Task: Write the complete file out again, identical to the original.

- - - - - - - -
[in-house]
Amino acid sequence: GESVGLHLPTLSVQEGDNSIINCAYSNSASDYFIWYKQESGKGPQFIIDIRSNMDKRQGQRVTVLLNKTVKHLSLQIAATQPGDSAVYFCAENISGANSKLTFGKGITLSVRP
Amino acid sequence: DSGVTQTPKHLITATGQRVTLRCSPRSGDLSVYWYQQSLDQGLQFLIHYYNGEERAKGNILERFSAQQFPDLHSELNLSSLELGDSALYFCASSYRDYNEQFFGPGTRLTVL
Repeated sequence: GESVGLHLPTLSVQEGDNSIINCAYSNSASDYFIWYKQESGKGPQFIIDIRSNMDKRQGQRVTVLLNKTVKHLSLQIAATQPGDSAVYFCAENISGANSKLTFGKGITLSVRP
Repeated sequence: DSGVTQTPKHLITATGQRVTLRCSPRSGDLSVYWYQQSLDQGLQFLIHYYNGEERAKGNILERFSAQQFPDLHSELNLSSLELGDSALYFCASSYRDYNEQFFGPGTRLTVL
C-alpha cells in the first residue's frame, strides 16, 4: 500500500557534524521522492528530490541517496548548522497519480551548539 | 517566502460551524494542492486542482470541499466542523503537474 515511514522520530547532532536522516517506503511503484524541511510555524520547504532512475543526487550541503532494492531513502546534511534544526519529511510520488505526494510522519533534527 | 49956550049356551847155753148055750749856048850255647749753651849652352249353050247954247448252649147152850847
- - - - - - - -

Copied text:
[in-house]
Amino acid sequence: GESVGLHLPTLSVQEGDNSIINCAYSNSASDYFIWYKQESGKGPQFIIDIRSNMDKRQGQRVTVLLNKTVKHLSLQIAATQPGDSAVYFCAENISGANSKLTFGKGITLSVRP
Amino acid sequence: DSGVTQTPKHLITATGQRVTLRCSPRSGDLSVYWYQQSLDQGLQFLIHYYNGEERAKGNILERFSAQQFPDLHSELNLSSLELGDSALYFCASSYRDYNEQFFGPGTRLTVL
Repeated sequence: GESVGLHLPTLSVQEGDNSIINCAYSNSASDYFIWYKQESGKGPQFIIDIRSNMDKRQGQRVTVLLNKTVKHLSLQIAATQPGDSAVYFCAENISGANSKLTFGKGITLSVRP
Repeated sequence: DSGVTQTPKHLITATGQRVTLRCSPRSGDLSVYWYQQSLDQGLQFLIHYYNGEERAKGNILERFSAQQFPDLHSELNLSSLELGDSALYFCASSYRDYNEQFFGPGTRLTVL
C-alpha cells in the first residue's frame, strides 16, 4: 500500500557534524521522492528530490541517496548548522497519480551548539 | 517566502460551524494542492486542482470541499466542523503537474 515511514522520530547532532536522516517506503511503484524541511510555524520547504532512475543526487550541503532494492531513502546534511534544526519529511510520488505526494510522519533534527 | 49956550049356551847155753148055750749856048850255647749753651849652352249353050247954247448252649147152850847